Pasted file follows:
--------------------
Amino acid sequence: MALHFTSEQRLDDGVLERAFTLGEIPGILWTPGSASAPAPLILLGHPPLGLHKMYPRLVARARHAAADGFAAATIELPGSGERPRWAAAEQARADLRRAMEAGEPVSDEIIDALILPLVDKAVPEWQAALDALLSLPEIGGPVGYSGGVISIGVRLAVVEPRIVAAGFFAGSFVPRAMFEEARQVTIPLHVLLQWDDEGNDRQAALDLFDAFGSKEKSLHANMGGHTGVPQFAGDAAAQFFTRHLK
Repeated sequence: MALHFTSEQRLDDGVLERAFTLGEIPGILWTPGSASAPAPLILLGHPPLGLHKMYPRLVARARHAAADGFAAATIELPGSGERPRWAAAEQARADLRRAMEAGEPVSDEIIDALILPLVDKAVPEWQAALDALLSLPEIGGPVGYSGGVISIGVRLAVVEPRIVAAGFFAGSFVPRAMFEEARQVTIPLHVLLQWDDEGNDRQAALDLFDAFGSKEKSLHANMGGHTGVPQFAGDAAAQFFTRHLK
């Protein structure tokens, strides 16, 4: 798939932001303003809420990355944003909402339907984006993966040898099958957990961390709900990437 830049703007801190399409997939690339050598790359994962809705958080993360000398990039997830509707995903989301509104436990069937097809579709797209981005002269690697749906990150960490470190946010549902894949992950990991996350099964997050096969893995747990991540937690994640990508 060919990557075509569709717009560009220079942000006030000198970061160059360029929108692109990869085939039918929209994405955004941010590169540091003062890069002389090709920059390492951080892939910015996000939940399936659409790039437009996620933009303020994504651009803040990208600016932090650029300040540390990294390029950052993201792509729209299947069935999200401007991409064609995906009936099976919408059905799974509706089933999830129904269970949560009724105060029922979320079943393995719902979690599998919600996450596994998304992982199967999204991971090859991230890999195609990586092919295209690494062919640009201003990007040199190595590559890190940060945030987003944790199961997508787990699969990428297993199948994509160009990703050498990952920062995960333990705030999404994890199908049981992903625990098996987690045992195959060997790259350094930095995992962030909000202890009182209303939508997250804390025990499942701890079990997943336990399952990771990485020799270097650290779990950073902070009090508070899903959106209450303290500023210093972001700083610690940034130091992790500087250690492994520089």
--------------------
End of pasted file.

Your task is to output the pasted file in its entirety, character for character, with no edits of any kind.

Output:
Amino acid sequence: MALHFTSEQRLDDGVLERAFTLGEIPGILWTPGSASAPAPLILLGHPPLGLHKMYPRLVARARHAAADGFAAATIELPGSGERPRWAAAEQARADLRRAMEAGEPVSDEIIDALILPLVDKAVPEWQAALDALLSLPEIGGPVGYSGGVISIGVRLAVVEPRIVAAGFFAGSFVPRAMFEEARQVTIPLHVLLQWDDEGNDRQAALDLFDAFGSKEKSLHANMGGHTGVPQFAGDAAAQFFTRHLK
Repeated sequence: MALHFTSEQRLDDGVLERAFTLGEIPGILWTPGSASAPAPLILLGHPPLGLHKMYPRLVARARHAAADGFAAATIELPGSGERPRWAAAEQARADLRRAMEAGEPVSDEIIDALILPLVDKAVPEWQAALDALLSLPEIGGPVGYSGGVISIGVRLAVVEPRIVAAGFFAGSFVPRAMFEEARQVTIPLHVLLQWDDEGNDRQAALDLFDAFGSKEKSLHANMGGHTGVPQFAGDAAAQFFTRHLK
């Protein structure tokens, strides 16, 4: 798939932001303003809420990355944003909402339907984006993966040898099958957990961390709900990437 830049703007801190399409997939690339050598790359994962809705958080993360000398990039997830509707995903989301509104436990069937097809579709797209981005002269690697749906990150960490470190946010549902894949992950990991996350099964997050096969893995747990991540937690994640990508 060919990557075509569709717009560009220079942000006030000198970061160059360029929108692109990869085939039918929209994405955004941010590169540091003062890069002389090709920059390492951080892939910015996000939940399936659409790039437009996620933009303020994504651009803040990208600016932090650029300040540390990294390029950052993201792509729209299947069935999200401007991409064609995906009936099976919408059905799974509706089933999830129904269970949560009724105060029922979320079943393995719902979690599998919600996450596994998304992982199967999204991971090859991230890999195609990586092919295209690494062919640009201003990007040199190595590559890190940060945030987003944790199961997508787990699969990428297993199948994509160009990703050498990952920062995960333990705030999404994890199908049981992903625990098996987690045992195959060997790259350094930095995992962030909000202890009182209303939508997250804390025990499942701890079990997943336990399952990771990485020799270097650290779990950073902070009090508070899903959106209450303290500023210093972001700083610690940034130091992790500087250690492994520089």